Mexico’s exports grew 2.9% at an annual rate during October of this year, adding up to its second month of recovery after registering a six-month negative streak.
According to timely information on the merchandise trade balance, in the month in question, the value of merchandise exports reached 41,945 million dollars , a figure made up of 40,660 million of non-oil exports and 1,284 million of oil exports.
Growth in the month is supported by a 4.5% rise in non-oil exports and a 30.2% decrease in oil exports, reveals the information published by the National Institute of Statistics and Geography (Inegi).
Within non-oil exports, those directed to the United States advanced at an annual rate of 4.7% and those channeled to the rest of the world did so at 3.2%.
In the monthly comparison, total merchandise exports reported a monthly growth of 4.81%, which was the net result of an advance of 5.29% in non-oil exports and a drop of 7.17% in oil companies.
By type of merchandise, exports of manufactured products reached 38.335 million dollars, which represented an increase of 3.5% at the annual rate.
The most important annual variations were observed in exports of mining and metallurgy products (13.3%), automotive products (12.8%), food, beverages and tobacco (8.4%) and plastic and rubber products (3.9%).
In turn, the annual increase in exports of automotive products was derived from increases of 15.4% in sales channeled to the United States and 1.4% in those directed to other markets.
The value of agricultural and fishing exports was 1,452 million dollars, an amount that implied an annual advance of 5.7%.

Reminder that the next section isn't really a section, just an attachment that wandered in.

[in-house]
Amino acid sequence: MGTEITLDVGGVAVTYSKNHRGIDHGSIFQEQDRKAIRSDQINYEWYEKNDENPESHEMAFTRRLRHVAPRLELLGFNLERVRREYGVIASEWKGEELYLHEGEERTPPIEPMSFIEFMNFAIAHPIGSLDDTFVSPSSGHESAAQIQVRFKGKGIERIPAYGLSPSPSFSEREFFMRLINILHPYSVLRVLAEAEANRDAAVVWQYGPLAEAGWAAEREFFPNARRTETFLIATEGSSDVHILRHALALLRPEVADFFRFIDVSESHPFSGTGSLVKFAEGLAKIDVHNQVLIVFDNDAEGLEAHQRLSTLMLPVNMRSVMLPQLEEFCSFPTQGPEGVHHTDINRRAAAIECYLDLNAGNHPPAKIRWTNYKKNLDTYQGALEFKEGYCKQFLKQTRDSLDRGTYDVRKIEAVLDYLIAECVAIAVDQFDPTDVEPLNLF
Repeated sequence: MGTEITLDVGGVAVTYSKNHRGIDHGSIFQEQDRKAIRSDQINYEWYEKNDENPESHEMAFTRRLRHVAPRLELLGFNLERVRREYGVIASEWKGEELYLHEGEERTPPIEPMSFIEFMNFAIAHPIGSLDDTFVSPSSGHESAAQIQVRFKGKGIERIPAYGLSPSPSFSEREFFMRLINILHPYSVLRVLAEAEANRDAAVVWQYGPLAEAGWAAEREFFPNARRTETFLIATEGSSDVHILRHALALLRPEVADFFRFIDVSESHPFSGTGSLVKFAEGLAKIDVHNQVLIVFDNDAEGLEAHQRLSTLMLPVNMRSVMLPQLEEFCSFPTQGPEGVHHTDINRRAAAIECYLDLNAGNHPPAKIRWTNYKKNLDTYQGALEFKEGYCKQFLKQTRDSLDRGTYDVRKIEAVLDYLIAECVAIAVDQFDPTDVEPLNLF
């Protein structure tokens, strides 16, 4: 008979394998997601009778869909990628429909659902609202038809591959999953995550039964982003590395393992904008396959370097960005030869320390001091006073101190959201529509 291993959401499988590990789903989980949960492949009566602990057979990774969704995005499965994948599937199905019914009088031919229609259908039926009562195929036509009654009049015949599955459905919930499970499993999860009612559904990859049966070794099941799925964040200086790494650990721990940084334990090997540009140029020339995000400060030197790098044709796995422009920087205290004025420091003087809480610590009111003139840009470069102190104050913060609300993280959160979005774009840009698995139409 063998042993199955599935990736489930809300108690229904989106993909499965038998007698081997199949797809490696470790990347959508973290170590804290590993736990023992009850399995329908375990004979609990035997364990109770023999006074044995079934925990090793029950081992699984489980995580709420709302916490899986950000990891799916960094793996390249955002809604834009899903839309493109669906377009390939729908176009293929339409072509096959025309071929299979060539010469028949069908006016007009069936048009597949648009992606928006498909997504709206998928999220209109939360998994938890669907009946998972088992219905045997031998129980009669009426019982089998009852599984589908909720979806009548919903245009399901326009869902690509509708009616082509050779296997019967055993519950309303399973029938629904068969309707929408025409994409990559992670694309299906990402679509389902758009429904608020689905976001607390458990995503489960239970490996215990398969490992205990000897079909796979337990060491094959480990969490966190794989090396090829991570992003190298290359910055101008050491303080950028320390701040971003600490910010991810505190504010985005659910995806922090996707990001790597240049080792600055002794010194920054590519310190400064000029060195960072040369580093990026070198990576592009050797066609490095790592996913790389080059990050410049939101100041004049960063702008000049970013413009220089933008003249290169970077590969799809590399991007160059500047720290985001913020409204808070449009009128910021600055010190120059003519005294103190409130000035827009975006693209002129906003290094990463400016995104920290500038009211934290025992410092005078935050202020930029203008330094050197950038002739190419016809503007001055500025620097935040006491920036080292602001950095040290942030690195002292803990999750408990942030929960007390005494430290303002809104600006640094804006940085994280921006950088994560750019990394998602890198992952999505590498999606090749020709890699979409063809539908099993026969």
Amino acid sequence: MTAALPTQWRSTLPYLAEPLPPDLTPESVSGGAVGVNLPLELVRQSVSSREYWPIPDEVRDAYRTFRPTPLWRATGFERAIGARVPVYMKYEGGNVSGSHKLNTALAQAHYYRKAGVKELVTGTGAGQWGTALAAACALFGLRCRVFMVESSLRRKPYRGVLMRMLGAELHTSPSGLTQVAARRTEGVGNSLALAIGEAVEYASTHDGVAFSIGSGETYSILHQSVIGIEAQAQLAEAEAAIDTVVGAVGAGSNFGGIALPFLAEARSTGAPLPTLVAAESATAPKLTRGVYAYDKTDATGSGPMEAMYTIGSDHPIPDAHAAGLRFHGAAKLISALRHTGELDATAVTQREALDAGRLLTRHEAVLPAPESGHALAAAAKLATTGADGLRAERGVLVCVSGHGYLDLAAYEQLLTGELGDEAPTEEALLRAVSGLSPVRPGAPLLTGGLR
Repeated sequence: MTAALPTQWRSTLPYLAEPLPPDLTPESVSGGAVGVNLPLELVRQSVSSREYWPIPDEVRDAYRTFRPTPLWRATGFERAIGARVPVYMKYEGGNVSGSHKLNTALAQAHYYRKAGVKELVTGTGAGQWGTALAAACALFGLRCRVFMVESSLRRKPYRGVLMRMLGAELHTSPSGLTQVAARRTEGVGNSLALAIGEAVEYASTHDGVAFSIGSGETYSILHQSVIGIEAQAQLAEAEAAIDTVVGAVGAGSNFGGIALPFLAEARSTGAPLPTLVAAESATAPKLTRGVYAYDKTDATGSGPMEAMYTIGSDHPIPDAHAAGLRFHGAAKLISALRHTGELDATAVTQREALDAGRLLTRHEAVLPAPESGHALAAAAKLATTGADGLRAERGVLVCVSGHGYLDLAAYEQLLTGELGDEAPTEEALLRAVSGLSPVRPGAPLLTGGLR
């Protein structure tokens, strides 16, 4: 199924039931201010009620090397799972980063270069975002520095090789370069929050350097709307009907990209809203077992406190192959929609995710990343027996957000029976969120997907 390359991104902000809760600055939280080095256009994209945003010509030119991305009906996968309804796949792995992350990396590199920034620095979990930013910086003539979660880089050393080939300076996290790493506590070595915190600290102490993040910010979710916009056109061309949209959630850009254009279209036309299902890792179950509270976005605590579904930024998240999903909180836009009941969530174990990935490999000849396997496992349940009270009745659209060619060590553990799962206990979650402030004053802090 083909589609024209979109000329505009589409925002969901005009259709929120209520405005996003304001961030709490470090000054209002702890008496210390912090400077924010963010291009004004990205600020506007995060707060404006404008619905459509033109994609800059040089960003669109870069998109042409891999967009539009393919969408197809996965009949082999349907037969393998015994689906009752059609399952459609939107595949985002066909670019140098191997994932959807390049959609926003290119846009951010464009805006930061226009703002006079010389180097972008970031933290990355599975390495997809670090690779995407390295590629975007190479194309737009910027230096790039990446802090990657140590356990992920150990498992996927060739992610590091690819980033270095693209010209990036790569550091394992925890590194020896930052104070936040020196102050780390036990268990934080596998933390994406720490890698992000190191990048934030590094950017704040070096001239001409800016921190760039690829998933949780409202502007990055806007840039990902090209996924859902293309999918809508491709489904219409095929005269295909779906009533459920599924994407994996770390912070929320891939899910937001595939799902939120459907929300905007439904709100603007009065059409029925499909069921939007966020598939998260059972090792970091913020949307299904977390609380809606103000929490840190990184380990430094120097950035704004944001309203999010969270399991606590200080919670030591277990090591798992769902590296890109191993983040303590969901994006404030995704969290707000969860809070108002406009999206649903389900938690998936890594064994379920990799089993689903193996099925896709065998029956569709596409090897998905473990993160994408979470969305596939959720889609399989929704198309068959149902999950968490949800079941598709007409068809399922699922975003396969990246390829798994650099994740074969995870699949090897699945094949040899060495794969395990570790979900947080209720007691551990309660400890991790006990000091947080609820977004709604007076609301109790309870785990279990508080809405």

The most important growths were registered in exports of melon, watermelon and papaya (88.1%), tomato (27%), cucumber (23.1%), cattle (21.5%) and fresh legumes and vegetables (7.8% ).
In contrast, the most relevant annual setbacks occurred in frozen shrimp exports (-18.2%) and avocado (-11.1%).
As for extractive exports, these were located at 873 million dollars with an annual rate of 66.4%.
In the accumulated January-October, the value of total exports was 336,187 million dollars, which meant an annual decrease of 12.6%. This rate was a reflection of reductions of 11.2% in non-oil exports and -35.9% in oil exports.
On the import side, these reached an annual value of 35,721 million dollars , an amount that implied an annual reduction of 13.8%. This figure was a reflection of declines of 11.7% in non-oil imports and 33.4% in oil imports.
When considering imports by type of good, imports of consumer goods totaled 4,051 million dollars, a figure that translated into an annual decrease of 34.4%.
This rate was the result of decreases of 31% in imports of non-oil consumer goods and of -43.9% in those of oil consumer goods (gasoline and butane gas and propane).
In addition, intermediate-use goods were imported for a value of 28,457 million dollars, a level 9.2% lower than that reported in the same month of 2019. This annual decline originated from reductions of 7.8% in imports of non-oil intermediate-use goods and -26.5% in those of intermediate-use petroleum products.
Regarding the imports of capital goods, in the reference month, these reached 3,213 million dollars, which implied an annual decrease of 18.3%.
With series adjusted for seasonality, total imports showed a monthly rise of 1.26%, which was derived from increases of 1.20% in non-oil imports and 2.04% in oil imports.
Balance of trade
The trade balance for October shows a record trade surplus of 6.224 million dollars, a balance that compares with the deficit of 688 million dollars obtained in the same month of 2019.
“It is worth mentioning that, in the last five months, four trade balances have been historical surpluses, which makes evident a more accelerated recovery in external demand relative to domestic,” said Gabriela Siller, director of Economic-Financial Analysis at Banco BASE. .
In the first ten months of this year, the trade balance presented a surplus of 25.182 million dollars